Cadillac V-16 Convertible Sedan
They call it the “blue hour”: the time of day between light and dark, when light is clearest but pitch blackness will soon settle over the land. It is entirely appropriate, then, that when Edith du Pont Riegel placed her order for a V-16 Cadillac in 1934, the car would be painted Blue Hour Blue. For the first generation V-16, 1934 was the blue hour, twilight, the beginning of the end.
The model had been redesigned for the last time this year, adopting the new, in-vogue, streamlined styling with pontoon fenders, flowing bullet-shaped headlights, and aerodynamic grilles. Underneath, however, was essentially the same car introduced in 1930. Then, Owen Nacker’s magnificent porcelain and iron V-16 had been an engineering masterpiece. Its 45 degree vee, unusually narrow for the period, and a three-inch stroke allowed for a relatively compact 452-cubic inch engine with a short crankshaft, which ran on five main bearings. While other engines of the period emphasized speed and power, the Cadillac Sixteen impressed first with smoothness and silence, so that passengers were astonished to note that they were cruising along at 70 mph.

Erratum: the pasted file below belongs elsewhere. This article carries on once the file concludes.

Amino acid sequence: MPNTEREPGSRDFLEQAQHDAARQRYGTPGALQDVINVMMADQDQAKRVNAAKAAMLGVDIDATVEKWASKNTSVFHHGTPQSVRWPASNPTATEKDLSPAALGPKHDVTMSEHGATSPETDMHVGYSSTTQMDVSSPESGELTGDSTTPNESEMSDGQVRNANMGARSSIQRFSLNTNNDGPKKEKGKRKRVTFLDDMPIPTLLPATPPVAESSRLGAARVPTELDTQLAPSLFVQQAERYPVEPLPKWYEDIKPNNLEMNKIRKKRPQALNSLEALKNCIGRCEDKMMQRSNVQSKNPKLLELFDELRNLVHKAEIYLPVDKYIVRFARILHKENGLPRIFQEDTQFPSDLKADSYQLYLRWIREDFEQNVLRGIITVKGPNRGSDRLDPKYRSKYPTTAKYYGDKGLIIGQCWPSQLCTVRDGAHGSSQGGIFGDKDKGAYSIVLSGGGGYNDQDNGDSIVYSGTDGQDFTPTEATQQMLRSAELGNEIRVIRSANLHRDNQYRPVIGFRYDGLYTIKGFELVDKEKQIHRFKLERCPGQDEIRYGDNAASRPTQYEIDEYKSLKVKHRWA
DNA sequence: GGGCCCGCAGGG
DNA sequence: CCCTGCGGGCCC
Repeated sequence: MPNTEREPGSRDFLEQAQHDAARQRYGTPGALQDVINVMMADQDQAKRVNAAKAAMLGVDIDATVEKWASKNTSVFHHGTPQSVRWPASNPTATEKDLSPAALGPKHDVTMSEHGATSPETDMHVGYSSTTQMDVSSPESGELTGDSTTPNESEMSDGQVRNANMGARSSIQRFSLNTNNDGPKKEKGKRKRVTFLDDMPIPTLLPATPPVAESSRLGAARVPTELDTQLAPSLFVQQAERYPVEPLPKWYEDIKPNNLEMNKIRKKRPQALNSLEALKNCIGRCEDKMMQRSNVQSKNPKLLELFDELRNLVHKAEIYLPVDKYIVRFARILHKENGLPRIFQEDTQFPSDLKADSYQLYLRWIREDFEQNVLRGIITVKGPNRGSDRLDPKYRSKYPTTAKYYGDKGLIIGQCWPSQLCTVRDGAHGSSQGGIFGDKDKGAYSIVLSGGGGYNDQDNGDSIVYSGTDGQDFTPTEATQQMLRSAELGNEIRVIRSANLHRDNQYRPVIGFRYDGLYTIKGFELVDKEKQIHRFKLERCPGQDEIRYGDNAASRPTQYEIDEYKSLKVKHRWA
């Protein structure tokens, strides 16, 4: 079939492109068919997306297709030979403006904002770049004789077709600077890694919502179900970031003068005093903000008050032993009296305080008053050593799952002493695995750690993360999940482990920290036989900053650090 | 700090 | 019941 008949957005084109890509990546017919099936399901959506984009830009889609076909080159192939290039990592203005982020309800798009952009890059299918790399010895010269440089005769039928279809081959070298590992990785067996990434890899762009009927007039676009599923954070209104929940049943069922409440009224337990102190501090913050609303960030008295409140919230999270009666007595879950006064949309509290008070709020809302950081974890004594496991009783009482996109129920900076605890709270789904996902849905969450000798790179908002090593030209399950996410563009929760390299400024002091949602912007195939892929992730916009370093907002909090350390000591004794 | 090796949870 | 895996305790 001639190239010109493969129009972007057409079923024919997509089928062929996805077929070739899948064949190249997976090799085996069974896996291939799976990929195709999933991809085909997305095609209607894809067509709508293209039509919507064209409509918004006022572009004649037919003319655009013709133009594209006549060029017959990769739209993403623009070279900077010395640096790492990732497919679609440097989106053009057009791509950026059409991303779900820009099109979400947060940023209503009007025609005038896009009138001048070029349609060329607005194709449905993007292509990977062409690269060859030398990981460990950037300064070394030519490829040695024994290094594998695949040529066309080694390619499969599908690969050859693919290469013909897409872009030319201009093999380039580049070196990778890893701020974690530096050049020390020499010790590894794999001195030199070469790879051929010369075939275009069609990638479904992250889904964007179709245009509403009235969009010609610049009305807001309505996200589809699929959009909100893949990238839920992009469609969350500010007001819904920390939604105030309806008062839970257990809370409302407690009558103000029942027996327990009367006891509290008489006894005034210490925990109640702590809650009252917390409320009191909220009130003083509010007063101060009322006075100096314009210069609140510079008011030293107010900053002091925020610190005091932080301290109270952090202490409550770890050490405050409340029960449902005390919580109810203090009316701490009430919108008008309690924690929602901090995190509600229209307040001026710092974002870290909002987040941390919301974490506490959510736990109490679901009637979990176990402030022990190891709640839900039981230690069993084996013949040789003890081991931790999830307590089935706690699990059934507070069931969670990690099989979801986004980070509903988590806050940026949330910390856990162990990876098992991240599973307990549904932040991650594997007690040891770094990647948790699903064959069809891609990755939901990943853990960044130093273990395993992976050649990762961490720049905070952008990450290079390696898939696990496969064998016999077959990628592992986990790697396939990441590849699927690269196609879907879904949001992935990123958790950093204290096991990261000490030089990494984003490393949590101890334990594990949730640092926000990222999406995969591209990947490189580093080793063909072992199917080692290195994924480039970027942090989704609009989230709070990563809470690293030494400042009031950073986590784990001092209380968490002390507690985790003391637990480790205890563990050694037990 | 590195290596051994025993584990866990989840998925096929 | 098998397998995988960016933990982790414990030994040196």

Four years later, the V-16 was still a wonderful automobile, but its chassis engineering seemed dated compared to the new products from Packard and Cord. Underneath the modern design was a four-year-old car. In addition, the Great Depression continued to clobber sales of $8,000 automobiles. As a result, V-16 sales continued to wane, except among those who continued to appreciate its “magic carpet” power and had the great funds to afford it.
Part of the RM Auctions event in Arizona in January, 2013.
185 bhp, 452 cu. in. overhead-valve V-16 engine, three-speed selective synchromesh manual transmission, independent front suspension with coil springs and three-quarter floating rear axle with semi-elliptic leaf springs, and four-wheel mechanical drum brakes. Wheelbase: 154 in.
Source: RM Auctions
Photo Credit: Copyright Pawel Litwinski